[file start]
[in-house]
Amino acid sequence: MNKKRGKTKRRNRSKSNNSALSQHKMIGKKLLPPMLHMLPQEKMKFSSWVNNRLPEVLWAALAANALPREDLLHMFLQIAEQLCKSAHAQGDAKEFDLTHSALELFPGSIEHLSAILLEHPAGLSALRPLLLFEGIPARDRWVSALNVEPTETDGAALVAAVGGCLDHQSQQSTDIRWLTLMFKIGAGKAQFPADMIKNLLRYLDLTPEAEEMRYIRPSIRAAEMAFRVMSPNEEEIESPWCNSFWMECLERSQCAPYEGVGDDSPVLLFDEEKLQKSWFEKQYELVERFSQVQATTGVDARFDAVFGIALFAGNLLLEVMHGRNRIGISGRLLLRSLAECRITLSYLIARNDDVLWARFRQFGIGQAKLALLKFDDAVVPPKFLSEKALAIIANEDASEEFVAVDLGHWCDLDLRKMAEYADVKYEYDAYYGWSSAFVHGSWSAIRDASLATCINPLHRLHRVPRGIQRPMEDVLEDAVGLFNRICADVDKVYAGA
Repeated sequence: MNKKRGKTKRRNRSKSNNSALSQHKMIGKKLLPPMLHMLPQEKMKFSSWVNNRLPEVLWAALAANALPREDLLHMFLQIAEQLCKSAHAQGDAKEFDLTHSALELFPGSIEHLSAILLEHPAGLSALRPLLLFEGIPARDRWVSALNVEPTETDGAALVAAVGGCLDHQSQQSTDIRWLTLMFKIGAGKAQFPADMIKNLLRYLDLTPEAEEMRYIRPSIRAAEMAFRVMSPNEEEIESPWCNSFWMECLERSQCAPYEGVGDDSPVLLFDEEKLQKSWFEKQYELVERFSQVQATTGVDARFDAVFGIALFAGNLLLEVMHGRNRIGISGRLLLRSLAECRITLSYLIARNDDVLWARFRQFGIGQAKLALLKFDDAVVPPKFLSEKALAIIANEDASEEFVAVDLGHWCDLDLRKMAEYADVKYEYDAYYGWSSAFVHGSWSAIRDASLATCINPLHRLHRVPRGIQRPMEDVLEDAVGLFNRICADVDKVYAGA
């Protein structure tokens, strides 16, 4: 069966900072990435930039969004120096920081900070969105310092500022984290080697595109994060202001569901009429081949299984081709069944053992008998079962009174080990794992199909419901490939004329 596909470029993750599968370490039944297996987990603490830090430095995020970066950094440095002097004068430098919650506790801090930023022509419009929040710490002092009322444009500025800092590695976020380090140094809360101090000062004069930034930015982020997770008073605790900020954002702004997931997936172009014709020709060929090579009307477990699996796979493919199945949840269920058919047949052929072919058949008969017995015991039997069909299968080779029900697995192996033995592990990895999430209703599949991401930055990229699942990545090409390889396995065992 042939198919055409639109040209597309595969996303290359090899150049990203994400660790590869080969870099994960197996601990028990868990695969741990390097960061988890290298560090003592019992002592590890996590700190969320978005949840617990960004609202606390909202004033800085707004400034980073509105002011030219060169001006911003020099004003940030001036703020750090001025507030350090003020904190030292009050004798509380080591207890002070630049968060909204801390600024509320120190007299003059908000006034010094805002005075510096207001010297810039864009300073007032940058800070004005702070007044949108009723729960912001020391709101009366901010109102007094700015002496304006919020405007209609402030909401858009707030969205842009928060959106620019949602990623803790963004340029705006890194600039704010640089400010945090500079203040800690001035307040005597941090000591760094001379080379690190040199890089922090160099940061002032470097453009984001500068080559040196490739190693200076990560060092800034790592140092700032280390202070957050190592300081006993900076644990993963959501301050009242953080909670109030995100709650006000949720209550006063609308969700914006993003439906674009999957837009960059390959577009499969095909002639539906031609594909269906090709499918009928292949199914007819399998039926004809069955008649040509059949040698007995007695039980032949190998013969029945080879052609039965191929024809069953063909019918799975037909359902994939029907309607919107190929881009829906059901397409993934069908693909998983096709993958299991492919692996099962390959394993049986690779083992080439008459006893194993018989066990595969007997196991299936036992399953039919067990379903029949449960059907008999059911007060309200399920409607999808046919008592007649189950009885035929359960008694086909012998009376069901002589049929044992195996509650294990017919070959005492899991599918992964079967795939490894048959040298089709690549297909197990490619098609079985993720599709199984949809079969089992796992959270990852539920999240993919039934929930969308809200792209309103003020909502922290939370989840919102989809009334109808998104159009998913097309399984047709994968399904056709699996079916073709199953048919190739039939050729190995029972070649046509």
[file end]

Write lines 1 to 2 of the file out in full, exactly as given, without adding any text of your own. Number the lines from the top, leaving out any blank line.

[in-house]
Amino acid sequence: MNKKRGKTKRRNRSKSNNSALSQHKMIGKKLLPPMLHMLPQEKMKFSSWVNNRLPEVLWAALAANALPREDLLHMFLQIAEQLCKSAHAQGDAKEFDLTHSALELFPGSIEHLSAILLEHPAGLSALRPLLLFEGIPARDRWVSALNVEPTETDGAALVAAVGGCLDHQSQQSTDIRWLTLMFKIGAGKAQFPADMIKNLLRYLDLTPEAEEMRYIRPSIRAAEMAFRVMSPNEEEIESPWCNSFWMECLERSQCAPYEGVGDDSPVLLFDEEKLQKSWFEKQYELVERFSQVQATTGVDARFDAVFGIALFAGNLLLEVMHGRNRIGISGRLLLRSLAECRITLSYLIARNDDVLWARFRQFGIGQAKLALLKFDDAVVPPKFLSEKALAIIANEDASEEFVAVDLGHWCDLDLRKMAEYADVKYEYDAYYGWSSAFVHGSWSAIRDASLATCINPLHRLHRVPRGIQRPMEDVLEDAVGLFNRICADVDKVYAGA